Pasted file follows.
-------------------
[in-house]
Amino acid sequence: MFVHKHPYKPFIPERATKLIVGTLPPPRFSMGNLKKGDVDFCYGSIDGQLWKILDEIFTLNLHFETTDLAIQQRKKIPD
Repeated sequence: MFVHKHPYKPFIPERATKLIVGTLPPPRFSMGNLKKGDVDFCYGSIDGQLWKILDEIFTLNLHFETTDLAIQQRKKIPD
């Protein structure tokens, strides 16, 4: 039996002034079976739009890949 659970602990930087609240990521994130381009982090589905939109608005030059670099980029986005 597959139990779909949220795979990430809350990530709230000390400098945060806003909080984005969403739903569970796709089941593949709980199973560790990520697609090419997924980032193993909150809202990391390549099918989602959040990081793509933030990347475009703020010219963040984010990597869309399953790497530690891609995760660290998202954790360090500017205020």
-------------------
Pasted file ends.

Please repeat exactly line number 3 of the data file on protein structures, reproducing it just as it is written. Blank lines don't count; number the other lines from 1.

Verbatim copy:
Repeated sequence: MFVHKHPYKPFIPERATKLIVGTLPPPRFSMGNLKKGDVDFCYGSIDGQLWKILDEIFTLNLHFETTDLAIQQRKKIPD